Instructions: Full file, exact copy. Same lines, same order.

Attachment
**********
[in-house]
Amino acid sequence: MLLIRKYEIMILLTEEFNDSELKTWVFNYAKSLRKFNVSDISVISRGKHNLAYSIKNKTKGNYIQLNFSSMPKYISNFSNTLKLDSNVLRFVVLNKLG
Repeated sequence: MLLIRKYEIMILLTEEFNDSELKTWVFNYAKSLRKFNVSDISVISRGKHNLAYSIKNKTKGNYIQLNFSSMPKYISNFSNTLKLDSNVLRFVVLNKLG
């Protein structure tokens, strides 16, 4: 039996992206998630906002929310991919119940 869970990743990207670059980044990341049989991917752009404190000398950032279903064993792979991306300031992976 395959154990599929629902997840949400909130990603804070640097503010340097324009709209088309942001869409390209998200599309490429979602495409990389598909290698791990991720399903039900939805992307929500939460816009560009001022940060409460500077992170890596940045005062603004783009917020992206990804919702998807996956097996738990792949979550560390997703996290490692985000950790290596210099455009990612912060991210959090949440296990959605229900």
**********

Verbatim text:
[in-house]
Amino acid sequence: MLLIRKYEIMILLTEEFNDSELKTWVFNYAKSLRKFNVSDISVISRGKHNLAYSIKNKTKGNYIQLNFSSMPKYISNFSNTLKLDSNVLRFVVLNKLG
Repeated sequence: MLLIRKYEIMILLTEEFNDSELKTWVFNYAKSLRKFNVSDISVISRGKHNLAYSIKNKTKGNYIQLNFSSMPKYISNFSNTLKLDSNVLRFVVLNKLG
């Protein structure tokens, strides 16, 4: 039996992206998630906002929310991919119940 869970990743990207670059980044990341049989991917752009404190000398950032279903064993792979991306300031992976 395959154990599929629902997840949400909130990603804070640097503010340097324009709209088309942001869409390209998200599309490429979602495409990389598909290698791990991720399903039900939805992307929500939460816009560009001022940060409460500077992170890596940045005062603004783009917020992206990804919702998807996956097996738990792949979550560390997703996290490692985000950790290596210099455009990612912060991210959090949440296990959605229900």